Sifting through the rubble of the Giants’ devastating 21-20 loss to San Diego yesterday, one statistic jumps out big: the Giants — playing at home — had nine penalties for 104 yards to the Chargers’ three for just 20. Moreover, the Giants had nearly 100 yards in gains negated by those penalties. This kind of sloppiness signals a return to the old Coughlin Giants, the pre-Super Bowl champs, and is a particularly bad stat in a game they called their “Super Bowl” — a game they knew they absolutely had to win.
The truly shocking element of the Giants’ flub was how clearly they had dominated the game for nearly 59 minutes only to lose it in the last 60 seconds.
Prior to the Chargers’ last possession, the Giants had out gained San Diego 304 yards to 146 and a whopping time of possession of 37:47 to 21:13. They had stuffed LaDainian Tomlinson, 22 yards on 12 carries, and completely stopped Philip Rivers, holding him to a mere 129 yards on 33 passes. In other words, San Diego had practically no offense at all and had scored 14 points mostly by virtue of the field position the Giants gave them through penalties.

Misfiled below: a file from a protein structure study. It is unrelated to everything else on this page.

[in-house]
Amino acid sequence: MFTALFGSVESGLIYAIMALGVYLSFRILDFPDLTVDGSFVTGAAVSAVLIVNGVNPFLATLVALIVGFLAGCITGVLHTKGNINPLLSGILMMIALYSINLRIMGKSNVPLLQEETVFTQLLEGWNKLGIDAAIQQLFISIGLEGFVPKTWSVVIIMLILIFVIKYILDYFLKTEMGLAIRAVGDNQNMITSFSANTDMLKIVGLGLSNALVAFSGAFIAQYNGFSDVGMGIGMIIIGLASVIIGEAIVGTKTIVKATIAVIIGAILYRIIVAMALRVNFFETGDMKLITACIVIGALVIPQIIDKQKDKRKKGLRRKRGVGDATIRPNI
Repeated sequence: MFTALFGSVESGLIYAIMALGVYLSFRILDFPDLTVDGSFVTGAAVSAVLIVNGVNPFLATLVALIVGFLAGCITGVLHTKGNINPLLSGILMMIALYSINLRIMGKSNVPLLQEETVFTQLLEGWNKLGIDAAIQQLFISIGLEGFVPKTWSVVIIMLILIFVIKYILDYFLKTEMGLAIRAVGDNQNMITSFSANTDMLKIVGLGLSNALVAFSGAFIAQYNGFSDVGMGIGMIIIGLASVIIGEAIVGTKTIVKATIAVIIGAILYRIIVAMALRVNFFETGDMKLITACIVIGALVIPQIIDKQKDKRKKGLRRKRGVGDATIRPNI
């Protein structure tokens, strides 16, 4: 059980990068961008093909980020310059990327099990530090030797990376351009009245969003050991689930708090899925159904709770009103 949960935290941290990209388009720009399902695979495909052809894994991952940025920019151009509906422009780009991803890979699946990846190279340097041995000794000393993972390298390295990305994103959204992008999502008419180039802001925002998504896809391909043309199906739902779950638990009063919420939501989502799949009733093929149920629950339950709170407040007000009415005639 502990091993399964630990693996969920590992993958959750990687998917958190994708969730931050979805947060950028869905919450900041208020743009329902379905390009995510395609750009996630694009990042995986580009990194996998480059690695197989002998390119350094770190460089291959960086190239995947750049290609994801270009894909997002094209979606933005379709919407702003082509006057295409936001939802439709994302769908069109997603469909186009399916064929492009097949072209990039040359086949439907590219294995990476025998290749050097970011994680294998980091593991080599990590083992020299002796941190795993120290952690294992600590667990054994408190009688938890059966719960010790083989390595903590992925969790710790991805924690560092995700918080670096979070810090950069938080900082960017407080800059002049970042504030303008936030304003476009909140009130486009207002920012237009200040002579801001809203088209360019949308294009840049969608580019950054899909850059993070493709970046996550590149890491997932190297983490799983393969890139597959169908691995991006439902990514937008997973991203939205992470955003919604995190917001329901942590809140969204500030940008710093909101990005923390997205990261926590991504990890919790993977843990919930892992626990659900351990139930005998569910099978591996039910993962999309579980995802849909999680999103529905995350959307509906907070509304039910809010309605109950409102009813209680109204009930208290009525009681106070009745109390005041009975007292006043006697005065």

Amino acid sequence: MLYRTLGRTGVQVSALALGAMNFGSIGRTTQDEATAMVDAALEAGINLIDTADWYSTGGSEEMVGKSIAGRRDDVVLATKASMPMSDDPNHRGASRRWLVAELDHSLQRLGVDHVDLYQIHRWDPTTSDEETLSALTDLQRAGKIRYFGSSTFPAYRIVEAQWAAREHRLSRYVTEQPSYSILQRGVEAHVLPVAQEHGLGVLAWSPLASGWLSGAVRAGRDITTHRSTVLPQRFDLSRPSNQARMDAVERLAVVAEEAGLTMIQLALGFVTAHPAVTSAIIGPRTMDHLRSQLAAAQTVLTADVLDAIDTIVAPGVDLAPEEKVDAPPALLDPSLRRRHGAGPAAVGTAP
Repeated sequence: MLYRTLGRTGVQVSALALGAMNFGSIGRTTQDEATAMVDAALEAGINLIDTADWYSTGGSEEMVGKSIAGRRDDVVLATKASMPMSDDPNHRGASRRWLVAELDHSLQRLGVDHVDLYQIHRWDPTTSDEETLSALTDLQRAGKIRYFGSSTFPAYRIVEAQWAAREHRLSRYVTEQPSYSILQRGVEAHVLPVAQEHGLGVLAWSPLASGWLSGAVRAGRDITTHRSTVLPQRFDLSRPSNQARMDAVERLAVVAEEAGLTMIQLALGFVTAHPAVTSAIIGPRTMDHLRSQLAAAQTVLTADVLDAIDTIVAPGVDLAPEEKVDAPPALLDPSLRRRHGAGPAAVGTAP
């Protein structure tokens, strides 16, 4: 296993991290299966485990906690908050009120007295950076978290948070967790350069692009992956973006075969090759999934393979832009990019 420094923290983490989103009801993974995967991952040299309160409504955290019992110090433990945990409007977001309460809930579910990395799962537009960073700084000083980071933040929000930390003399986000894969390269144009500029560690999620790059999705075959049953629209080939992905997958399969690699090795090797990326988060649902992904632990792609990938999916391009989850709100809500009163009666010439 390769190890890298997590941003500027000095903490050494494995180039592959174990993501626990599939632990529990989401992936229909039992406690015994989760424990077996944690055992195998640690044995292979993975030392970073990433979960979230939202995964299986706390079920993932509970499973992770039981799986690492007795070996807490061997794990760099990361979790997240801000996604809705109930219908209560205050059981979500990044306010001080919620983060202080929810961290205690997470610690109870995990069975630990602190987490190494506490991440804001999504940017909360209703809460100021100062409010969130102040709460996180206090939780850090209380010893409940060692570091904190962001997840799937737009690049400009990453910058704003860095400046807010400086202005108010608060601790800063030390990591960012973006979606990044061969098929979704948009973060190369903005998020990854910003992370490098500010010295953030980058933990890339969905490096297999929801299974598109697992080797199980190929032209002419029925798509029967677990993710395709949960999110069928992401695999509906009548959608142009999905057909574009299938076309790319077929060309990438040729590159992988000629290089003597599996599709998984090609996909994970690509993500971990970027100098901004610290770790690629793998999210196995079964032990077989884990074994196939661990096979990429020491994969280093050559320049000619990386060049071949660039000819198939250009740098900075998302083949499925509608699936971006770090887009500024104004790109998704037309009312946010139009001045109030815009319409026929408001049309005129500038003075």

Yes, the Giants should not have played for the field goal on their last possession of the game — though if they had made up their minds sooner to play for three and had run the ball on first down instead of throwing an incomplete pass, they might have come close to running the clock out. Or here’s another possibility: instead of playing for the field goal, if they had simply run the ball four consecutive times with Manning taking a knee on the final play, San Diego would have gotten the ball at about their own five-six yard line with perhaps time for one play. Just about any scenario would have been good EXCEPT THE ONE COUGHLIN CHOSE. We were reminded of that scene in A History of Violence where William Hurt looks down at the dead hood on the floor who was supposed to kill Viggo Mortensen, shakes his head and asks, “How do you fuck that up?”
The Giants aren’t out of the playoff race yet, but after this week’s bye, they face a brutal four-game set — the Falcons, the Broncos at Denver, the Cowboys and the Eagles — in which they must win three out of four just to stay in the postseason picture. And there isn’t much of a chance they’re going to beat the Broncos in Denver.